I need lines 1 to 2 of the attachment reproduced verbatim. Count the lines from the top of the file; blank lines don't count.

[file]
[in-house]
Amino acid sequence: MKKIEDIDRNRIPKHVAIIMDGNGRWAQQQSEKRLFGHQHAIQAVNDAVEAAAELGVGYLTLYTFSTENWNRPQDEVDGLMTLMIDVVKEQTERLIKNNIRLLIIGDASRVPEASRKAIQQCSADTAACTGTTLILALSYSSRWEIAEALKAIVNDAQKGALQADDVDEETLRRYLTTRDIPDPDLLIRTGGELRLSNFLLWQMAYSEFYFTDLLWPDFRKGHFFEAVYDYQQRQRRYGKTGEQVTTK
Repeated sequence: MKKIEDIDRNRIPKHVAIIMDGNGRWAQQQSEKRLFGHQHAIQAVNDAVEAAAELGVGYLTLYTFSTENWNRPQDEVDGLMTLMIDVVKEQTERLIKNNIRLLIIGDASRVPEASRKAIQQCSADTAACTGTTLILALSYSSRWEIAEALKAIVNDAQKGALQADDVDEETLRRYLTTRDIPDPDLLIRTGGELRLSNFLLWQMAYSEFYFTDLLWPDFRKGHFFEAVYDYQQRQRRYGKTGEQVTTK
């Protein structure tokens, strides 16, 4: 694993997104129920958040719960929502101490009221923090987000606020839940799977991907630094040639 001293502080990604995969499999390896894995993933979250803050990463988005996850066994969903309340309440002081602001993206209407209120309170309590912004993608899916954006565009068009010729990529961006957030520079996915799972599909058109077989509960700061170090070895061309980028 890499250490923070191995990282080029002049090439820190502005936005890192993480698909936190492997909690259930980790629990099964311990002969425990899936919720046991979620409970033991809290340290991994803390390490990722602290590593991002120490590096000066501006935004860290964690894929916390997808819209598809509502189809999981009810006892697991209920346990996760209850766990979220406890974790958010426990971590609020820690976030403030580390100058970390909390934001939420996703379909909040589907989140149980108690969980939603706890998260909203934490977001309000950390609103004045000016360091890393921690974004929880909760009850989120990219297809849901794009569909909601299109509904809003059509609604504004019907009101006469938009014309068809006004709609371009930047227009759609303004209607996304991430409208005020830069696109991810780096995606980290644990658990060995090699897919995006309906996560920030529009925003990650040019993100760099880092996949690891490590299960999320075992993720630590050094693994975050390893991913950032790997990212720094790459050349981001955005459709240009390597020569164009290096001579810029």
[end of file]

[in-house]
Amino acid sequence: MKKIEDIDRNRIPKHVAIIMDGNGRWAQQQSEKRLFGHQHAIQAVNDAVEAAAELGVGYLTLYTFSTENWNRPQDEVDGLMTLMIDVVKEQTERLIKNNIRLLIIGDASRVPEASRKAIQQCSADTAACTGTTLILALSYSSRWEIAEALKAIVNDAQKGALQADDVDEETLRRYLTTRDIPDPDLLIRTGGELRLSNFLLWQMAYSEFYFTDLLWPDFRKGHFFEAVYDYQQRQRRYGKTGEQVTTK